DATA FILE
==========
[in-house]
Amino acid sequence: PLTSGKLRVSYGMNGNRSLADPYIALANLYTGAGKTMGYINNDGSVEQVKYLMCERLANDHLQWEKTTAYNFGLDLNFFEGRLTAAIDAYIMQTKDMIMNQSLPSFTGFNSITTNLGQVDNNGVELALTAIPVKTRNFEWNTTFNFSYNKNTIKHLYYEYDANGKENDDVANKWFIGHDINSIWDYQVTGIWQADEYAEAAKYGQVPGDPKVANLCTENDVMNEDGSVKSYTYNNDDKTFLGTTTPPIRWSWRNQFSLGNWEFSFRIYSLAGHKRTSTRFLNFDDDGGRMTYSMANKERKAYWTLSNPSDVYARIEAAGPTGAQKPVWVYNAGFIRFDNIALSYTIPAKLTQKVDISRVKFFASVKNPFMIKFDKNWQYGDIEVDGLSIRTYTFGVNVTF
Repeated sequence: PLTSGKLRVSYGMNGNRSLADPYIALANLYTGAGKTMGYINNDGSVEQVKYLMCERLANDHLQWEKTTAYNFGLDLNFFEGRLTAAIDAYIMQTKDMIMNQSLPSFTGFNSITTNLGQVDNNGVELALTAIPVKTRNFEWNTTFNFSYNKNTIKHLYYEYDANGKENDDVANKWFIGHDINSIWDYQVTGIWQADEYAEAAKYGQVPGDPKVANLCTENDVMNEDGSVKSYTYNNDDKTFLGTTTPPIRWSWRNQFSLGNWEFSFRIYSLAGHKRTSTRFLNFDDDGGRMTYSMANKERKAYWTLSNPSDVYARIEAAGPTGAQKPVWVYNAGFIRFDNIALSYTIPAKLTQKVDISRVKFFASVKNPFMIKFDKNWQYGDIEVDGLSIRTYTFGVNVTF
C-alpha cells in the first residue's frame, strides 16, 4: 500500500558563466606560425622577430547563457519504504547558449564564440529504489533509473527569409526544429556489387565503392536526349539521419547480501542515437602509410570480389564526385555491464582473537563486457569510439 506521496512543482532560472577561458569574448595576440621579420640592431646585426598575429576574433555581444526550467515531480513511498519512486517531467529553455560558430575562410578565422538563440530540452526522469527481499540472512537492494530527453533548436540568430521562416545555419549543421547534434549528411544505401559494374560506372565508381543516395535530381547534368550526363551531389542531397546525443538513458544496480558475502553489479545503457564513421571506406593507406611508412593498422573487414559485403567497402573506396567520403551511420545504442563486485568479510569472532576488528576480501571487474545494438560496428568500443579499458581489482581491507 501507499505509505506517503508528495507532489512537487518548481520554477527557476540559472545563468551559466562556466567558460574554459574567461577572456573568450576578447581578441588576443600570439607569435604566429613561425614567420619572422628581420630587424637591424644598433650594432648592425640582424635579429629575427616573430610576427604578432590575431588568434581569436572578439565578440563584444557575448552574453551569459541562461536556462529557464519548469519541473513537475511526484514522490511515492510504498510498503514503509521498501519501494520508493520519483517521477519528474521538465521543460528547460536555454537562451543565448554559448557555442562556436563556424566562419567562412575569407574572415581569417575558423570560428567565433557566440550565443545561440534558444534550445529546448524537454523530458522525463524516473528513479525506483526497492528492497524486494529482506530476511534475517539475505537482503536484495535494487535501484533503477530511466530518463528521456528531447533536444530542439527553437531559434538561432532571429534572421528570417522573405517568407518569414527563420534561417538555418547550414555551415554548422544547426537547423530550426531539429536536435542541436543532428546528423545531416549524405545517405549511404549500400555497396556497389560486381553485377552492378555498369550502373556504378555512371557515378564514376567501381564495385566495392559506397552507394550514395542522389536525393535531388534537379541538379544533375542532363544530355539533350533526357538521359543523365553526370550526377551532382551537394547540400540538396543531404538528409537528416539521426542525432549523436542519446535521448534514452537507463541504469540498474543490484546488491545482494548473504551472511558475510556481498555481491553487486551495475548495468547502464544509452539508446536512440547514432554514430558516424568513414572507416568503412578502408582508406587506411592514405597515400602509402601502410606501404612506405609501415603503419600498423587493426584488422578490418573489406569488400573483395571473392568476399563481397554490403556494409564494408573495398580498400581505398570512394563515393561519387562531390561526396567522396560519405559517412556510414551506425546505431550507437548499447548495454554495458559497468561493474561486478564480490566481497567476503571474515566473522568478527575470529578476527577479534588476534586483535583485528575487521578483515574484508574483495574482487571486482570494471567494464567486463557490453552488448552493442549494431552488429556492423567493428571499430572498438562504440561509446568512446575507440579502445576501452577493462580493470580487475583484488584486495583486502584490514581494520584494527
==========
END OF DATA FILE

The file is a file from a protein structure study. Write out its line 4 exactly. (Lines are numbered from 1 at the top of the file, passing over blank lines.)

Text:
C-alpha cells in the first residue's frame, strides 16, 4: 500500500558563466606560425622577430547563457519504504547558449564564440529504489533509473527569409526544429556489387565503392536526349539521419547480501542515437602509410570480389564526385555491464582473537563486457569510439 506521496512543482532560472577561458569574448595576440621579420640592431646585426598575429576574433555581444526550467515531480513511498519512486517531467529553455560558430575562410578565422538563440530540452526522469527481499540472512537492494530527453533548436540568430521562416545555419549543421547534434549528411544505401559494374560506372565508381543516395535530381547534368550526363551531389542531397546525443538513458544496480558475502553489479545503457564513421571506406593507406611508412593498422573487414559485403567497402573506396567520403551511420545504442563486485568479510569472532576488528576480501571487474545494438560496428568500443579499458581489482581491507 501507499505509505506517503508528495507532489512537487518548481520554477527557476540559472545563468551559466562556466567558460574554459574567461577572456573568450576578447581578441588576443600570439607569435604566429613561425614567420619572422628581420630587424637591424644598433650594432648592425640582424635579429629575427616573430610576427604578432590575431588568434581569436572578439565578440563584444557575448552574453551569459541562461536556462529557464519548469519541473513537475511526484514522490511515492510504498510498503514503509521498501519501494520508493520519483517521477519528474521538465521543460528547460536555454537562451543565448554559448557555442562556436563556424566562419567562412575569407574572415581569417575558423570560428567565433557566440550565443545561440534558444534550445529546448524537454523530458522525463524516473528513479525506483526497492528492497524486494529482506530476511534475517539475505537482503536484495535494487535501484533503477530511466530518463528521456528531447533536444530542439527553437531559434538561432532571429534572421528570417522573405517568407518569414527563420534561417538555418547550414555551415554548422544547426537547423530550426531539429536536435542541436543532428546528423545531416549524405545517405549511404549500400555497396556497389560486381553485377552492378555498369550502373556504378555512371557515378564514376567501381564495385566495392559506397552507394550514395542522389536525393535531388534537379541538379544533375542532363544530355539533350533526357538521359543523365553526370550526377551532382551537394547540400540538396543531404538528409537528416539521426542525432549523436542519446535521448534514452537507463541504469540498474543490484546488491545482494548473504551472511558475510556481498555481491553487486551495475548495468547502464544509452539508446536512440547514432554514430558516424568513414572507416568503412578502408582508406587506411592514405597515400602509402601502410606501404612506405609501415603503419600498423587493426584488422578490418573489406569488400573483395571473392568476399563481397554490403556494409564494408573495398580498400581505398570512394563515393561519387562531390561526396567522396560519405559517412556510414551506425546505431550507437548499447548495454554495458559497468561493474561486478564480490566481497567476503571474515566473522568478527575470529578476527577479534588476534586483535583485528575487521578483515574484508574483495574482487571486482570494471567494464567486463557490453552488448552493442549494431552488429556492423567493428571499430572498438562504440561509446568512446575507440579502445576501452577493462580493470580487475583484488584486495583486502584490514581494520584494527